Leaked Numbers Provoke Dispute
Abuse Report 4,450 Alleged Priest Abusers over Last 50 Years

By Joe Feuerherd
National Catholic Reporter [Washington]
February 27, 2004

Plans for a carefully orchestrated release of the most comprehensive data yet gathered on the extent of the clergy sex abuse crisis fell apart last week as an early draft of the report was leaked to CNN.

The cable network reported Feb. 16 that, based on its review of the study, 4,450 priests were found to have been 'credibly accused' of abusing approximately 11,000 children in the United States over the past half-century.

Whether those numbers are high, low or about what might be expected was a matter of some contention among experts and advocates familiar with the crisis. And whether the prematurely released numbers will be deemed accurate when the report is officially made public Feb. 27 is also an open question.

'The numbers reported in the media were apparently taken from a preliminary report completed in January 2004,' officials at the John Jay College of Criminal Justice, authors of the study, said Feb. 17, a day after the initial CNN report.

'The college has received additional data,' which, said the statement, 'includes corrections to earlier drafts of the report.' John Jay said it would have no further comments until the report is released.

There are actually two reports scheduled for public release at the end of February. The first, conducted by the John Jay researchers, will provide a quantitative analysis of the national scope of clerical sex abuse over the last half century. The school's researchers used data provided by nearly all U.S. dioceses and religious orders to determine the number of victims and alleged priest abusers.

The John Jay study was commissioned by the National Review Board appointed by the bishops to investigate clergy sexual abuse; the review board's report on the 'causes' of the crisis, like the John Jay study, is to be released Feb. 27.

According to CNN, the John Jay study found that:

Approximately 4 percent of U.S. priests were credibly accused of abuse over the past half-century.

Seven-eight percent of the victims were between ages 11 to 17, while the remainder were younger than age 10.

A relatively small number of priests, 147, were alleged to have abused approximately 3,000 children.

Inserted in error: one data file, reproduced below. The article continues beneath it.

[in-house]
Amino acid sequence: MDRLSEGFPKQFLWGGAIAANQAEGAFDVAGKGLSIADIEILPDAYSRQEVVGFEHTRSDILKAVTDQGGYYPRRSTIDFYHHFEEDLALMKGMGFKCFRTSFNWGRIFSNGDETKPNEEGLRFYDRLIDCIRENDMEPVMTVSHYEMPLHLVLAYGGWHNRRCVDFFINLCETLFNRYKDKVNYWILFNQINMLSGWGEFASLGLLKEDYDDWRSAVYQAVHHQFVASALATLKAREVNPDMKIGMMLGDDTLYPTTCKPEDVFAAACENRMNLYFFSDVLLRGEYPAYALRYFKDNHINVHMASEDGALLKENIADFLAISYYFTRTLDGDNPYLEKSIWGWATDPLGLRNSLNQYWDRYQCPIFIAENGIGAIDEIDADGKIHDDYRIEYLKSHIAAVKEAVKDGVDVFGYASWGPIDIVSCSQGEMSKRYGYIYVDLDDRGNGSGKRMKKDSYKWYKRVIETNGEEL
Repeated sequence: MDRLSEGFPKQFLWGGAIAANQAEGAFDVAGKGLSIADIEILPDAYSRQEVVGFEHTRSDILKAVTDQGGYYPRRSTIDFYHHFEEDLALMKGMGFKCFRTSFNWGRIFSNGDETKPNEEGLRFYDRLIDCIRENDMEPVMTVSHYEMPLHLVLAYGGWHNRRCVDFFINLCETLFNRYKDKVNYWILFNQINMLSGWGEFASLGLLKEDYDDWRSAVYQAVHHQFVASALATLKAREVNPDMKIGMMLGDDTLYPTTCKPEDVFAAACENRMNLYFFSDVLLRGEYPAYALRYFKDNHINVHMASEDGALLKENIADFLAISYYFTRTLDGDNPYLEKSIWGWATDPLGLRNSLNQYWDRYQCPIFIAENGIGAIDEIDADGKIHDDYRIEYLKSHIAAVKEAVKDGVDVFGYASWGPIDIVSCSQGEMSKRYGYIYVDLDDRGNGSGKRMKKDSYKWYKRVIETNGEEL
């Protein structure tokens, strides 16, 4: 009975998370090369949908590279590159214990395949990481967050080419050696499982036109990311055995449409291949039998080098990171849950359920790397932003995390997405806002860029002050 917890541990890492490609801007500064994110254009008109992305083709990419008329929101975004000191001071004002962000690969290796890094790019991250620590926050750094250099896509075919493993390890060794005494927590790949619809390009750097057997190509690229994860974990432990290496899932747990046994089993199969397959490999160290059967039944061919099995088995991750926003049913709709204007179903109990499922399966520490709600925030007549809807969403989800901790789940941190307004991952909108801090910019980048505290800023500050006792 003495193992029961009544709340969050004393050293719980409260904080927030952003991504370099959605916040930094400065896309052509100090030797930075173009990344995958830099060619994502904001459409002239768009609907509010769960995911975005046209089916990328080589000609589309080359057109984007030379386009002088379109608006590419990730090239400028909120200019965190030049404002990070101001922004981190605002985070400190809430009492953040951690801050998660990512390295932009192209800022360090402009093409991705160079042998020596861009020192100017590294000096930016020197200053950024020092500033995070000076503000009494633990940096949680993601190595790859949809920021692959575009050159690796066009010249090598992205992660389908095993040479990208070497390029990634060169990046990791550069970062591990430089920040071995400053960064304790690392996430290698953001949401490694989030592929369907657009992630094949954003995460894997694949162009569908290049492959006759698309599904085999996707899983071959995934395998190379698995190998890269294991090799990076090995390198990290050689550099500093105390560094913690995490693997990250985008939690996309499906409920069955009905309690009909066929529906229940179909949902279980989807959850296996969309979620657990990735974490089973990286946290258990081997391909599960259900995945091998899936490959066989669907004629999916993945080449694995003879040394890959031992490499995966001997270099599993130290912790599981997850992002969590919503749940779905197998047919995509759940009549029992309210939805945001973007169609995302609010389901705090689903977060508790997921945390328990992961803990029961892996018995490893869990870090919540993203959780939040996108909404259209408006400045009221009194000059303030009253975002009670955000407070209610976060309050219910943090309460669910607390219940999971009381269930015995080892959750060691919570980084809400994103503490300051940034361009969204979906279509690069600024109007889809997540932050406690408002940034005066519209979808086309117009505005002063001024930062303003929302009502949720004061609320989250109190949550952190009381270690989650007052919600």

More than half of the accused priests faced a single allegation, 25 percent faced two or three allegations, 13 percent had four to nine, and 3 percent had 10 or more.

Reaction to the numbers was swift.

'The big issue is that only a handful of sex abuse victims ever come forward,' said Gary Schoener, a Minnesota-based therapist who has consulted on hundreds of church-related abuse cases. Based on that reality, said Schoener, 'you've got to change the 4,450 figure to a pretty horrific number.'

Victim advocates share Schoener's analysis. 'If half of [the priests] face only one accuser, it clearly suggests that there are thousands of people who have yet to come forward,' said David Clohessy, executive director of SNAP, the Survivors Network of those Abused by Priests.

The 'self-reporting' methodology of the John Jay study means that the numbers represent a 'floor' and not a 'ceiling,' said psychotherapist A.W. Richard Sipe.

'Any sociologist will tell you that you can expect minimization' when information is self-reported, said Sipe, a former Benedictine monk who has written extensively on clergy sex abuse and church reform. 'And this is a self-report.'

Further, said Sipe, the report findings 'don't seem to be entirely consistent' across dioceses. What one diocese may consider a 'credible accusation' may not meet the standards of another, he said. Sipe pointed to dioceses such as Baltimore, Boston and Manchester, N.H., where previously reported rates of abuse were found to be higher than the 4 percent of priests identified nationally in CNN's reporting.

Sipe's view was shared by victim advocates, who contend that sexual abuse is an underreported crime.

'I think virtually every reputable professional in psychology and law enforcement will tell you that the odds that a molester molested only once are extraordinarily slim,' said Clohessy. 'It speaks to the continued and inevitable difficulties victims face coming forward and to the unwelcoming climate' they face when they bring their stories to church officials, said Clohessy.